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FootballNewsPremier League showdown weekend: eight statistical puzzlers

Premier League showdown weekend: eight statistical puzzlers


By Brian Sears

11 May 2012

So another Premier League season, the 20th since the top flight of the English game was revamped into the cosmopolitan cashfest of today, is coming to a close.

And yet there is still so much to be resolved, not least from a statistical point of view the following eight questions.


1: Can the scoring record be broken again?

Can the Premier League scoring record be broken for the second season in succession on the final day? Last season there were 1,063 goals in 380 matches (2.797 goals per game) and so far this season we’ve had 1,034 goals in 370 games (2.795 goals per game).

To equal last year’s record, there need to be 29 goals in this weekend’s games. To beat it, there need to be 30. It really is too close to call.

Much could depend on whether this season’s free-scoring sides, Manchester City foremost among them, are playing with ease or as tight as drums. Already this season has been the fourth most productive campaign, as the detailed chart below shows.


2: Will this season see a record for away wins?

Just one more away win is required to set a new Premier League record in a 20-team season of 380 games. At the moment the present total of 114 is precisely the total managed in the whole of season 2001-02. When 462-game seasons of 22 teams have been treated pro rata, none of them top 114 either.

So who is capable of that elusive win we need? Blackburn at Chelsea? Arsenal at West Brom? Manchester United at Sunderland? Stranger things have happened. This record is a statistical cert to fall: just one win in 10 needed away.


3: Will the share of home points from the total be the lowest ever?

See the graphic above for details. The home share of points could reach an all time Premier League low. It’s running neck and neck with that season 2001-02 again. That season is lower by 0.004 per cent as things stand. A few bad home results this weekend and another record tumbles.


4: Is there room at the top for a new title winner?

There have only been four different winners in the 19 completed seasons of the Premier League. Can Manchester City make that five?

Manchester United 12 times PL winners.

Arsenal Three times.

Chelsea Three times.

Blackburn Once. (Doesn’t that seem a long time ago?)


5: Can all the promoted clubs stay up – for only the second time?

Will this be only the second season in 20 years when all the promoted clubs retain their status?  Swansea and Norwich are already safe but they need to be joined by QPR. The other season?  Yes, it was 2001-02 again, when Fulham, Blackburn and Bolton all stayed up and Ipswich, Derby and Leicester were relegated.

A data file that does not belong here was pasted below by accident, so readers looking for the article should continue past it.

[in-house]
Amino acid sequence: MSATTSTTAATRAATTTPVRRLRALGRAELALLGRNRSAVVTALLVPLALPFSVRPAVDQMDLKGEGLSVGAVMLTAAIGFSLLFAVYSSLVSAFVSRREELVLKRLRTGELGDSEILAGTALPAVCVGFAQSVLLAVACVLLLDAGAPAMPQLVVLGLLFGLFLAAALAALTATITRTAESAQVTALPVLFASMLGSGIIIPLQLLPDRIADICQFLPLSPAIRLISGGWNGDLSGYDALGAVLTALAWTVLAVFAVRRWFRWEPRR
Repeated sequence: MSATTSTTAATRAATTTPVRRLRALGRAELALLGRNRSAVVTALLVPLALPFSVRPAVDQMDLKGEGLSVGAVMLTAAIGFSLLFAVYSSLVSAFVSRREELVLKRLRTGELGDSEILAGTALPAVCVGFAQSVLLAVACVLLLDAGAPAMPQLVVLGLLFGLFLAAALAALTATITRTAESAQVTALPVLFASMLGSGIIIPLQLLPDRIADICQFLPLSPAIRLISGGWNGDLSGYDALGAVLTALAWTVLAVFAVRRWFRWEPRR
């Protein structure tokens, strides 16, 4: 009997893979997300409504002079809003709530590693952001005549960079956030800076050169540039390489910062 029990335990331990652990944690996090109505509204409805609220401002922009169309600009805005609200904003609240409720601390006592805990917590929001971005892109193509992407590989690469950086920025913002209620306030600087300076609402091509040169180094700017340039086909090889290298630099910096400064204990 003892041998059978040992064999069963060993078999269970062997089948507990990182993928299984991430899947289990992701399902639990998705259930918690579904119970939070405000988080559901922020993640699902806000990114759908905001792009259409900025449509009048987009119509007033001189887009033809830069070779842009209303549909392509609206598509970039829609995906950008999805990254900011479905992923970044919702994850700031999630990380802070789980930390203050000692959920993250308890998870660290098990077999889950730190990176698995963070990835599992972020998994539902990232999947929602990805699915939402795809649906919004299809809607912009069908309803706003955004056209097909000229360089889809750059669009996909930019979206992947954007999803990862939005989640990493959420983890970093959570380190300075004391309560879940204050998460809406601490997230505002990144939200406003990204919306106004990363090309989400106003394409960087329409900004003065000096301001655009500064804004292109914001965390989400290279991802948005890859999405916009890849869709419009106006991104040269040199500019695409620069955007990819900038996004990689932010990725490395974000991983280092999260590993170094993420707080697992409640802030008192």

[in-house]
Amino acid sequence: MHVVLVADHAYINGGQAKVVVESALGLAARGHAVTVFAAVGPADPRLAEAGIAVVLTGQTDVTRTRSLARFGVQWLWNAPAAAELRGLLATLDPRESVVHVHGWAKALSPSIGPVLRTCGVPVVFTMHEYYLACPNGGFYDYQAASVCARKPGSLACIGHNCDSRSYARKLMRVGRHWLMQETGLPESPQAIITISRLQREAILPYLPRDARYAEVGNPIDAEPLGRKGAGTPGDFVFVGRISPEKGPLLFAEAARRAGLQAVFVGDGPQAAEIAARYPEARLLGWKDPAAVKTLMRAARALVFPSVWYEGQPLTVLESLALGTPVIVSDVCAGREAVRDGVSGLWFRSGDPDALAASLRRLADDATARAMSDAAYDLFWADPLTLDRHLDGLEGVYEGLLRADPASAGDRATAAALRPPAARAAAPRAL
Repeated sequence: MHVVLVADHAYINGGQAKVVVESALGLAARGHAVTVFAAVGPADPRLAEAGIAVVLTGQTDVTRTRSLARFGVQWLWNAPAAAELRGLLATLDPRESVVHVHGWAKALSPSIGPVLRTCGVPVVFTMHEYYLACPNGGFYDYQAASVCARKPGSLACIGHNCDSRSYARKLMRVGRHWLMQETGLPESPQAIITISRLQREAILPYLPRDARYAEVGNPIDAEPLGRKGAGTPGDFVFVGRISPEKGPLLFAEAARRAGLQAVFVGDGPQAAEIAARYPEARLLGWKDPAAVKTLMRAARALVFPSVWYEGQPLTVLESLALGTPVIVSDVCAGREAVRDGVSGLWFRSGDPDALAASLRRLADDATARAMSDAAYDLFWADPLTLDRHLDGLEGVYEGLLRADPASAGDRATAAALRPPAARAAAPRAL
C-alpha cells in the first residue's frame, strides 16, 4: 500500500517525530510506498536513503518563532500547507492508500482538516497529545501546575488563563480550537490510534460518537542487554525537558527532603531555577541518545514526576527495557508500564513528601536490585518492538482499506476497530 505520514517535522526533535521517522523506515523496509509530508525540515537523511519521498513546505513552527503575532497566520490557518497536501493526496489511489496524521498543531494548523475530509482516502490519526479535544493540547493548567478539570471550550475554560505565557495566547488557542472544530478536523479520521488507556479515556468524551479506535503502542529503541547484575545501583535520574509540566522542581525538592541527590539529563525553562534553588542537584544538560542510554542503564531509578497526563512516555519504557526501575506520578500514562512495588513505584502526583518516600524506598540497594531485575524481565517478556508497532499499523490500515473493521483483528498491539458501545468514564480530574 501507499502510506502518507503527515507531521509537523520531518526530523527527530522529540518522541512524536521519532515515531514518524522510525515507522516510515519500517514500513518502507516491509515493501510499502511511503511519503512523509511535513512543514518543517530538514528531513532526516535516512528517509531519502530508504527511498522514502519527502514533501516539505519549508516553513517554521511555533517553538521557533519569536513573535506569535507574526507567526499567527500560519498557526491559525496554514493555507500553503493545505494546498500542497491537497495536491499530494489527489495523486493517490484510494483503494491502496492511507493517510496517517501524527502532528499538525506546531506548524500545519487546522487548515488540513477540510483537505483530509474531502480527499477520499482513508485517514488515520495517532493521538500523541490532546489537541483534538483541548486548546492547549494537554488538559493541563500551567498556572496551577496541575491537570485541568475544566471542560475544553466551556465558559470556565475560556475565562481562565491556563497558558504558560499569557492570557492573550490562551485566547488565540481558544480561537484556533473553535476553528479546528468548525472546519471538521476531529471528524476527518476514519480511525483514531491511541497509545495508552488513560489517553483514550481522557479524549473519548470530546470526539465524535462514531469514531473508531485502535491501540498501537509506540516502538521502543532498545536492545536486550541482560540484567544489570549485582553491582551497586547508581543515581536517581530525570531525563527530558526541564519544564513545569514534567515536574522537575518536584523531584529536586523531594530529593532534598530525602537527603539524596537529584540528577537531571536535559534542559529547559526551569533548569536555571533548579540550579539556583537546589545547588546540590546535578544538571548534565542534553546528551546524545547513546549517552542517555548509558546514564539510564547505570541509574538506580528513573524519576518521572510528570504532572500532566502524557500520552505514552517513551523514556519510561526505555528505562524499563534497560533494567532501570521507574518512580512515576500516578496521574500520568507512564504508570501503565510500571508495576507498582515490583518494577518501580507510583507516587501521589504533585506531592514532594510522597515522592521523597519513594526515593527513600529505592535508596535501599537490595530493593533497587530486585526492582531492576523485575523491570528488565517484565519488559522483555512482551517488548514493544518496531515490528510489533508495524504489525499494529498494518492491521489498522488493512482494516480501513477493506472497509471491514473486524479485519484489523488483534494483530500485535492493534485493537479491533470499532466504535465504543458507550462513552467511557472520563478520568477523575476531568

6: Can Aston Villa extend their bore draw record, already established this season at 17 draws?

Aston Villa with 17 drawn games already this season have the record total of draws for a 38-game season.  They’ve pipped the clubs with 16: Nottingham Forest in 1996-97, Coventry in 1997-98, West Brom in 2004-05 and Fulham in 2010-11. But can Villa make it 18 draws (at Norwich) and equal those who managed 18 draws in a 42 game season – Man City and Sheffield United in 1993-94 and Southampton in 1994-95? Does anyone care except statisticians?


7: Can City stay unbeaten at home?

On 11 previous occasions in the 19 completed seasons of the Premier League have teams remained unbeaten at home all season. If Manchester City don’t lose at home to QPR in their last match, they will become the 12th club to achieve the feat. And if they beat QPR, they will go in with a bullet to the very, very, very top of this exclusive stable of teams:


8: Can Manchester United maintain their fine record in final games of the season? And can QPR buck their own woeful last-day history?

As the Premier League comes to the end of its second decade we publish the table of how the current 20 clubs have performed on the final day of the previous 19 seasons. Seven of those clubs have spent the whole time in the Premier League but for Swansea those 19 seasons have been spent travelling around all three levele of the Football League.

Manchester United are head and shoulders at the top of this league.  They’ve only lost two last-day fixtures in 19 seasons, at Tottenham 1-3 on 19 May 2001 and at West Ham 0-1 on 13 May 2007. On both occasions, United were already Champions.

In contrast QPR visit Man City as the only current Premier League club to have their final day defeats over the last 19 seasons running into double figures. City: there is a big open goal ahead – over to you.


More from Sears


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